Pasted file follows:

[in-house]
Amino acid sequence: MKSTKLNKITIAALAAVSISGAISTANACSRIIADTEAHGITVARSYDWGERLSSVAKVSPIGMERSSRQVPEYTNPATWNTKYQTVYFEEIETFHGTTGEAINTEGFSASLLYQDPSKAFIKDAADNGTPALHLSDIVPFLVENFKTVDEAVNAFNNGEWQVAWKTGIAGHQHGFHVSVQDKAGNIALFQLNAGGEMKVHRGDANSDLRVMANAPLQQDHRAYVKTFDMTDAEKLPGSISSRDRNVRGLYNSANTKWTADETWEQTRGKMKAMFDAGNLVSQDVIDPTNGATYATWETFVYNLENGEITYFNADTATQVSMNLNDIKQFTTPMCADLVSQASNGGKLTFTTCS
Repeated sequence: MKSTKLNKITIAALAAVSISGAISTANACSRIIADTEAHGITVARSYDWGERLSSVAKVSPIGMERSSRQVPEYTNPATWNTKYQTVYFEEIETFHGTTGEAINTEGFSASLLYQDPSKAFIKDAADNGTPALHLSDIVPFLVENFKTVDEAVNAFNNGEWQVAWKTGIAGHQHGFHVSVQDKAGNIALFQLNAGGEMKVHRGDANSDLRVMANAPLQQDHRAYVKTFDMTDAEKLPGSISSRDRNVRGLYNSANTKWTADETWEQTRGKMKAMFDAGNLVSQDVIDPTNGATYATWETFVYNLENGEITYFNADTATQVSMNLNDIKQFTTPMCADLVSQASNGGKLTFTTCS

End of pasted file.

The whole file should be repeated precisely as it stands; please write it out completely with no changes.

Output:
[in-house]
Amino acid sequence: MKSTKLNKITIAALAAVSISGAISTANACSRIIADTEAHGITVARSYDWGERLSSVAKVSPIGMERSSRQVPEYTNPATWNTKYQTVYFEEIETFHGTTGEAINTEGFSASLLYQDPSKAFIKDAADNGTPALHLSDIVPFLVENFKTVDEAVNAFNNGEWQVAWKTGIAGHQHGFHVSVQDKAGNIALFQLNAGGEMKVHRGDANSDLRVMANAPLQQDHRAYVKTFDMTDAEKLPGSISSRDRNVRGLYNSANTKWTADETWEQTRGKMKAMFDAGNLVSQDVIDPTNGATYATWETFVYNLENGEITYFNADTATQVSMNLNDIKQFTTPMCADLVSQASNGGKLTFTTCS
Repeated sequence: MKSTKLNKITIAALAAVSISGAISTANACSRIIADTEAHGITVARSYDWGERLSSVAKVSPIGMERSSRQVPEYTNPATWNTKYQTVYFEEIETFHGTTGEAINTEGFSASLLYQDPSKAFIKDAADNGTPALHLSDIVPFLVENFKTVDEAVNAFNNGEWQVAWKTGIAGHQHGFHVSVQDKAGNIALFQLNAGGEMKVHRGDANSDLRVMANAPLQQDHRAYVKTFDMTDAEKLPGSISSRDRNVRGLYNSANTKWTADETWEQTRGKMKAMFDAGNLVSQDVIDPTNGATYATWETFVYNLENGEITYFNADTATQVSMNLNDIKQFTTPMCADLVSQASNGGKLTFTTCS